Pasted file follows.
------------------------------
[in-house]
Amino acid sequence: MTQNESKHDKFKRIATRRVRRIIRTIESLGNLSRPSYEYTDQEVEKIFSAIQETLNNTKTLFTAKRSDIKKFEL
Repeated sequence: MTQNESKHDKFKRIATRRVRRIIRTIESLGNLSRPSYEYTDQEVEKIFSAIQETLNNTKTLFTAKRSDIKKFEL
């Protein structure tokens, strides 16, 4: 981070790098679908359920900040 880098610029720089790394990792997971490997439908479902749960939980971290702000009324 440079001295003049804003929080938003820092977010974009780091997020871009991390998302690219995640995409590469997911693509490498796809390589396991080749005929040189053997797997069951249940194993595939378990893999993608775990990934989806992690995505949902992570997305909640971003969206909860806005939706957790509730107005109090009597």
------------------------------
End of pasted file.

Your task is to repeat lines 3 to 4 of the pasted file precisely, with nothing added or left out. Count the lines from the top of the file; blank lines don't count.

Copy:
Repeated sequence: MTQNESKHDKFKRIATRRVRRIIRTIESLGNLSRPSYEYTDQEVEKIFSAIQETLNNTKTLFTAKRSDIKKFEL
């Protein structure tokens, strides 16, 4: 981070790098679908359920900040 880098610029720089790394990792997971490997439908479902749960939980971290702000009324 440079001295003049804003929080938003820092977010974009780091997020871009991390998302690219995640995409590469997911693509490498796809390589396991080749005929040189053997797997069951249940194993595939378990893999993608775990990934989806992690995505949902992570997305909640971003969206909860806005939706957790509730107005109090009597």